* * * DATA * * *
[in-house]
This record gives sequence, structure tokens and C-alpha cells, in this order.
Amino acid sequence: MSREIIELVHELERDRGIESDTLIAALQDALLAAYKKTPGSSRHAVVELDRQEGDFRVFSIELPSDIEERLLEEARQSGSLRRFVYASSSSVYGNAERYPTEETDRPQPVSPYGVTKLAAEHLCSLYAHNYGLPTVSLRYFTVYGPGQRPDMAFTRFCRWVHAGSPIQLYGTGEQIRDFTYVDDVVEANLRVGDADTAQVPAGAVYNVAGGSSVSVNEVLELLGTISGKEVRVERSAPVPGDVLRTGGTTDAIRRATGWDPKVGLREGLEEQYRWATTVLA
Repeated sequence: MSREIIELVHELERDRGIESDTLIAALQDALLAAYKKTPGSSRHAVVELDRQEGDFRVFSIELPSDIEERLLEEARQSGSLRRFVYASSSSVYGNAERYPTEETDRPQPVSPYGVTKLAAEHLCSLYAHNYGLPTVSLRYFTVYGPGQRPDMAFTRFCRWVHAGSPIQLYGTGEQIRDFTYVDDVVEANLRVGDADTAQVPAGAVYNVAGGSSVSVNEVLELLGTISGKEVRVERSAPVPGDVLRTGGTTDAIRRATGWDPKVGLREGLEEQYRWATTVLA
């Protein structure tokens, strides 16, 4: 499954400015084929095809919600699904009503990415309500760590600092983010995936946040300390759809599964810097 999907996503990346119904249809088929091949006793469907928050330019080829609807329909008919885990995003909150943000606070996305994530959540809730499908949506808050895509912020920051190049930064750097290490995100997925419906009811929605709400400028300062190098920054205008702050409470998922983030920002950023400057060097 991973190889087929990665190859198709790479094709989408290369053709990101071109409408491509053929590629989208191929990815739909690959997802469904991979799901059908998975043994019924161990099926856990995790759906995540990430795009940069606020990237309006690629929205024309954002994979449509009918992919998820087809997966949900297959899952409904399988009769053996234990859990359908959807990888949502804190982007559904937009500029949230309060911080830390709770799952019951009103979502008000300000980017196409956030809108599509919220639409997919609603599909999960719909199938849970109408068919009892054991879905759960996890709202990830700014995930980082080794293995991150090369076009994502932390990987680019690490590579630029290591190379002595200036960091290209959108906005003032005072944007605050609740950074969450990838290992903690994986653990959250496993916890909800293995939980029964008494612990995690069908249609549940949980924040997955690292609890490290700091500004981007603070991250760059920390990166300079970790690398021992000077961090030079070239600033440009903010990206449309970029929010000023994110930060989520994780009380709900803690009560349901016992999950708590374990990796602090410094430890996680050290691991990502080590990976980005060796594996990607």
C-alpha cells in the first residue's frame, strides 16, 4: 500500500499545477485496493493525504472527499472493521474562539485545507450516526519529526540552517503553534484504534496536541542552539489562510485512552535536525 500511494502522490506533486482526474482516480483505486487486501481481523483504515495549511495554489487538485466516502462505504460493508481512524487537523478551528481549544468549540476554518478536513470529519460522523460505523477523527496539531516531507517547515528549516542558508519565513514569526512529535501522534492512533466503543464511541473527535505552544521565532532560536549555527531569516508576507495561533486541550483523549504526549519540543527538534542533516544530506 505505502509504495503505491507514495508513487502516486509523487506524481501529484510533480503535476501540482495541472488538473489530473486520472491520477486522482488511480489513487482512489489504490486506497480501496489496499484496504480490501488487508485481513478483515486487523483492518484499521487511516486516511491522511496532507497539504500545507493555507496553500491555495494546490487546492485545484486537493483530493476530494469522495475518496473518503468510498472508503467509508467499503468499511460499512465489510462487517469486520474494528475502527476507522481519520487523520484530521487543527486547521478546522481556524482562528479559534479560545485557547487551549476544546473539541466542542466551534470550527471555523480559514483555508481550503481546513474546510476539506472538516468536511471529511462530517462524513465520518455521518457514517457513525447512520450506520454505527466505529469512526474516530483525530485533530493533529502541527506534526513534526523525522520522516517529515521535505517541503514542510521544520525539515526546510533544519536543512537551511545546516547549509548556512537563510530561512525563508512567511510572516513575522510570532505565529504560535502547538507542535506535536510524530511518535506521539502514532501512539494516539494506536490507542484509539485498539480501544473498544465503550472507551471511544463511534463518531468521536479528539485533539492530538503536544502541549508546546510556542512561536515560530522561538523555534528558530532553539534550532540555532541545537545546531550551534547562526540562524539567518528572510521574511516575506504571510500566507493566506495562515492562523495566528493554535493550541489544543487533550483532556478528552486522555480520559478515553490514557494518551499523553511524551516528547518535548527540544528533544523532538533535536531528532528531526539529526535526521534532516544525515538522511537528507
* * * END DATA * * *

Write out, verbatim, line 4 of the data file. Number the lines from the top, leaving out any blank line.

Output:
Repeated sequence: MSREIIELVHELERDRGIESDTLIAALQDALLAAYKKTPGSSRHAVVELDRQEGDFRVFSIELPSDIEERLLEEARQSGSLRRFVYASSSSVYGNAERYPTEETDRPQPVSPYGVTKLAAEHLCSLYAHNYGLPTVSLRYFTVYGPGQRPDMAFTRFCRWVHAGSPIQLYGTGEQIRDFTYVDDVVEANLRVGDADTAQVPAGAVYNVAGGSSVSVNEVLELLGTISGKEVRVERSAPVPGDVLRTGGTTDAIRRATGWDPKVGLREGLEEQYRWATTVLA